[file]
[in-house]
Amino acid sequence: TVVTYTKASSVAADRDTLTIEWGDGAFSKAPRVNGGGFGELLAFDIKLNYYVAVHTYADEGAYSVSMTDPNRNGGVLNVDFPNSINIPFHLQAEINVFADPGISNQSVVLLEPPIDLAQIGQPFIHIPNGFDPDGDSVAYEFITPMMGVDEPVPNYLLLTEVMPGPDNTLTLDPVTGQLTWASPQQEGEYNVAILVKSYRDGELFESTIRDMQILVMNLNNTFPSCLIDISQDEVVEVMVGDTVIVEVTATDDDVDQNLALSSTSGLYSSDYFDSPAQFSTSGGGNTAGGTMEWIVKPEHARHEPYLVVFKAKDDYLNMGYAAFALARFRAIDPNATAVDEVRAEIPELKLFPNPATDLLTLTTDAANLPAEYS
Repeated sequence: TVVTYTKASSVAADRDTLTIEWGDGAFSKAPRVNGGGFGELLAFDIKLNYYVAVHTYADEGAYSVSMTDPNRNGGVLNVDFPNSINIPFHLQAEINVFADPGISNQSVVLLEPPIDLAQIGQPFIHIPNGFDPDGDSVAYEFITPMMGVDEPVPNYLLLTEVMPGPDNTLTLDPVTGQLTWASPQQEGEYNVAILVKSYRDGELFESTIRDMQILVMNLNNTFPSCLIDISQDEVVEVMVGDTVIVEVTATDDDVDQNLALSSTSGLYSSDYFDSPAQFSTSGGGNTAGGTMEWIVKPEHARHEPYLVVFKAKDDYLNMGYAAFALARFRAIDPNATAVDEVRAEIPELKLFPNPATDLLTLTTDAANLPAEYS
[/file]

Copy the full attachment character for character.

[in-house]
Amino acid sequence: TVVTYTKASSVAADRDTLTIEWGDGAFSKAPRVNGGGFGELLAFDIKLNYYVAVHTYADEGAYSVSMTDPNRNGGVLNVDFPNSINIPFHLQAEINVFADPGISNQSVVLLEPPIDLAQIGQPFIHIPNGFDPDGDSVAYEFITPMMGVDEPVPNYLLLTEVMPGPDNTLTLDPVTGQLTWASPQQEGEYNVAILVKSYRDGELFESTIRDMQILVMNLNNTFPSCLIDISQDEVVEVMVGDTVIVEVTATDDDVDQNLALSSTSGLYSSDYFDSPAQFSTSGGGNTAGGTMEWIVKPEHARHEPYLVVFKAKDDYLNMGYAAFALARFRAIDPNATAVDEVRAEIPELKLFPNPATDLLTLTTDAANLPAEYS
Repeated sequence: TVVTYTKASSVAADRDTLTIEWGDGAFSKAPRVNGGGFGELLAFDIKLNYYVAVHTYADEGAYSVSMTDPNRNGGVLNVDFPNSINIPFHLQAEINVFADPGISNQSVVLLEPPIDLAQIGQPFIHIPNGFDPDGDSVAYEFITPMMGVDEPVPNYLLLTEVMPGPDNTLTLDPVTGQLTWASPQQEGEYNVAILVKSYRDGELFESTIRDMQILVMNLNNTFPSCLIDISQDEVVEVMVGDTVIVEVTATDDDVDQNLALSSTSGLYSSDYFDSPAQFSTSGGGNTAGGTMEWIVKPEHARHEPYLVVFKAKDDYLNMGYAAFALARFRAIDPNATAVDEVRAEIPELKLFPNPATDLLTLTTDAANLPAEYS